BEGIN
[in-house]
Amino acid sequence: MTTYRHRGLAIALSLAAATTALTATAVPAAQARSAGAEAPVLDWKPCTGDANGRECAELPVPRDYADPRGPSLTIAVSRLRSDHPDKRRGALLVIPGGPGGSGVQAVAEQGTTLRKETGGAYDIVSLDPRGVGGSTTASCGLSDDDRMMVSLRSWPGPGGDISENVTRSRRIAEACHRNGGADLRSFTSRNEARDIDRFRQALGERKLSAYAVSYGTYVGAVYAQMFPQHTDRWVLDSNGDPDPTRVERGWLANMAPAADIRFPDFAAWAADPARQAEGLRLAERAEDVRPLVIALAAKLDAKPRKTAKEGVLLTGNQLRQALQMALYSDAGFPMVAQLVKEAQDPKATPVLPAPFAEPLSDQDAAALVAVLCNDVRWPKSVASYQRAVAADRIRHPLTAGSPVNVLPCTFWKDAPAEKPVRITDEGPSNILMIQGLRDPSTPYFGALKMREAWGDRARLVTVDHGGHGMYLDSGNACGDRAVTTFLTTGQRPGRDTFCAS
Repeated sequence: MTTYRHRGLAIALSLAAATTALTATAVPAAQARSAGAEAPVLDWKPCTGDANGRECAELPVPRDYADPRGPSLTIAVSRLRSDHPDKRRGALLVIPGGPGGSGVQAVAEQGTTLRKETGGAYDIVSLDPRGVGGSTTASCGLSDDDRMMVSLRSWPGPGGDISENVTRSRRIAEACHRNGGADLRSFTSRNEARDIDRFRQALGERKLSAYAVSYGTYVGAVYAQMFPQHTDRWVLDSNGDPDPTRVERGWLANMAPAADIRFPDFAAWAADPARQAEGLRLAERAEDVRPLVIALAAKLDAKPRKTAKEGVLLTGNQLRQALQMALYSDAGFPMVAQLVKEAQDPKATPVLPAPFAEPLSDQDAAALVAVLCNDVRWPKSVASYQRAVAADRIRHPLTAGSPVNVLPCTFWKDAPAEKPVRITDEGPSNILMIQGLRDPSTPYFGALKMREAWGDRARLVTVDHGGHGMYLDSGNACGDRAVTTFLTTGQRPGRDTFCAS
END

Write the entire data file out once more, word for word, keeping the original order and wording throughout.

[in-house]
Amino acid sequence: MTTYRHRGLAIALSLAAATTALTATAVPAAQARSAGAEAPVLDWKPCTGDANGRECAELPVPRDYADPRGPSLTIAVSRLRSDHPDKRRGALLVIPGGPGGSGVQAVAEQGTTLRKETGGAYDIVSLDPRGVGGSTTASCGLSDDDRMMVSLRSWPGPGGDISENVTRSRRIAEACHRNGGADLRSFTSRNEARDIDRFRQALGERKLSAYAVSYGTYVGAVYAQMFPQHTDRWVLDSNGDPDPTRVERGWLANMAPAADIRFPDFAAWAADPARQAEGLRLAERAEDVRPLVIALAAKLDAKPRKTAKEGVLLTGNQLRQALQMALYSDAGFPMVAQLVKEAQDPKATPVLPAPFAEPLSDQDAAALVAVLCNDVRWPKSVASYQRAVAADRIRHPLTAGSPVNVLPCTFWKDAPAEKPVRITDEGPSNILMIQGLRDPSTPYFGALKMREAWGDRARLVTVDHGGHGMYLDSGNACGDRAVTTFLTTGQRPGRDTFCAS
Repeated sequence: MTTYRHRGLAIALSLAAATTALTATAVPAAQARSAGAEAPVLDWKPCTGDANGRECAELPVPRDYADPRGPSLTIAVSRLRSDHPDKRRGALLVIPGGPGGSGVQAVAEQGTTLRKETGGAYDIVSLDPRGVGGSTTASCGLSDDDRMMVSLRSWPGPGGDISENVTRSRRIAEACHRNGGADLRSFTSRNEARDIDRFRQALGERKLSAYAVSYGTYVGAVYAQMFPQHTDRWVLDSNGDPDPTRVERGWLANMAPAADIRFPDFAAWAADPARQAEGLRLAERAEDVRPLVIALAAKLDAKPRKTAKEGVLLTGNQLRQALQMALYSDAGFPMVAQLVKEAQDPKATPVLPAPFAEPLSDQDAAALVAVLCNDVRWPKSVASYQRAVAADRIRHPLTAGSPVNVLPCTFWKDAPAEKPVRITDEGPSNILMIQGLRDPSTPYFGALKMREAWGDRARLVTVDHGGHGMYLDSGNACGDRAVTTFLTTGQRPGRDTFCAS